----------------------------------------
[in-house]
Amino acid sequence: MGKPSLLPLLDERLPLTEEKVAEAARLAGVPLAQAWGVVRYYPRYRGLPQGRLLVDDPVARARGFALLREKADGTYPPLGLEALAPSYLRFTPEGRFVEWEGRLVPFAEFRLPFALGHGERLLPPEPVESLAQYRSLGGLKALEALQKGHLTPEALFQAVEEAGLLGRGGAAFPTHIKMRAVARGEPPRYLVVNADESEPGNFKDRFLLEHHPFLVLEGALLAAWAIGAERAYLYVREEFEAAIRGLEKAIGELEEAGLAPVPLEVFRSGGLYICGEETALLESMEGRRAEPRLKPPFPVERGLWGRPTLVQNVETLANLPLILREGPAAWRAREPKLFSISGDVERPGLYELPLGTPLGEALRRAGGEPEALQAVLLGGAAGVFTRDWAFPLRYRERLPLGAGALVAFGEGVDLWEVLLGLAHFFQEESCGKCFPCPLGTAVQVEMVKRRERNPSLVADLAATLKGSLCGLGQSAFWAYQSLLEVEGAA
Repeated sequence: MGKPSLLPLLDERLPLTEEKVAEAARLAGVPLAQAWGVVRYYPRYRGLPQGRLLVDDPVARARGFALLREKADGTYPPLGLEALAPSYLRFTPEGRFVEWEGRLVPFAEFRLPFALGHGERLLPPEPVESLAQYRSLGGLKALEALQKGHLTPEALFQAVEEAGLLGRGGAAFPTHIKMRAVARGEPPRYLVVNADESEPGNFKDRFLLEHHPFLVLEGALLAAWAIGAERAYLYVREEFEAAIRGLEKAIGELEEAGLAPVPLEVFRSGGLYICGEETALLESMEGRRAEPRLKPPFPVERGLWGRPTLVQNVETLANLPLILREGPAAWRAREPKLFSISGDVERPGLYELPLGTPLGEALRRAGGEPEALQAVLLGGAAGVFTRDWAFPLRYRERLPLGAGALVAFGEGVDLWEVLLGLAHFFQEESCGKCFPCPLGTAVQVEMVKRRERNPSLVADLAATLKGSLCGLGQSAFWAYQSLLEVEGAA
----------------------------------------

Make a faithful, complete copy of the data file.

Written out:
[in-house]
Amino acid sequence: MGKPSLLPLLDERLPLTEEKVAEAARLAGVPLAQAWGVVRYYPRYRGLPQGRLLVDDPVARARGFALLREKADGTYPPLGLEALAPSYLRFTPEGRFVEWEGRLVPFAEFRLPFALGHGERLLPPEPVESLAQYRSLGGLKALEALQKGHLTPEALFQAVEEAGLLGRGGAAFPTHIKMRAVARGEPPRYLVVNADESEPGNFKDRFLLEHHPFLVLEGALLAAWAIGAERAYLYVREEFEAAIRGLEKAIGELEEAGLAPVPLEVFRSGGLYICGEETALLESMEGRRAEPRLKPPFPVERGLWGRPTLVQNVETLANLPLILREGPAAWRAREPKLFSISGDVERPGLYELPLGTPLGEALRRAGGEPEALQAVLLGGAAGVFTRDWAFPLRYRERLPLGAGALVAFGEGVDLWEVLLGLAHFFQEESCGKCFPCPLGTAVQVEMVKRRERNPSLVADLAATLKGSLCGLGQSAFWAYQSLLEVEGAA
Repeated sequence: MGKPSLLPLLDERLPLTEEKVAEAARLAGVPLAQAWGVVRYYPRYRGLPQGRLLVDDPVARARGFALLREKADGTYPPLGLEALAPSYLRFTPEGRFVEWEGRLVPFAEFRLPFALGHGERLLPPEPVESLAQYRSLGGLKALEALQKGHLTPEALFQAVEEAGLLGRGGAAFPTHIKMRAVARGEPPRYLVVNADESEPGNFKDRFLLEHHPFLVLEGALLAAWAIGAERAYLYVREEFEAAIRGLEKAIGELEEAGLAPVPLEVFRSGGLYICGEETALLESMEGRRAEPRLKPPFPVERGLWGRPTLVQNVETLANLPLILREGPAAWRAREPKLFSISGDVERPGLYELPLGTPLGEALRRAGGEPEALQAVLLGGAAGVFTRDWAFPLRYRERLPLGAGALVAFGEGVDLWEVLLGLAHFFQEESCGKCFPCPLGTAVQVEMVKRRERNPSLVADLAATLKGSLCGLGQSAFWAYQSLLEVEGAA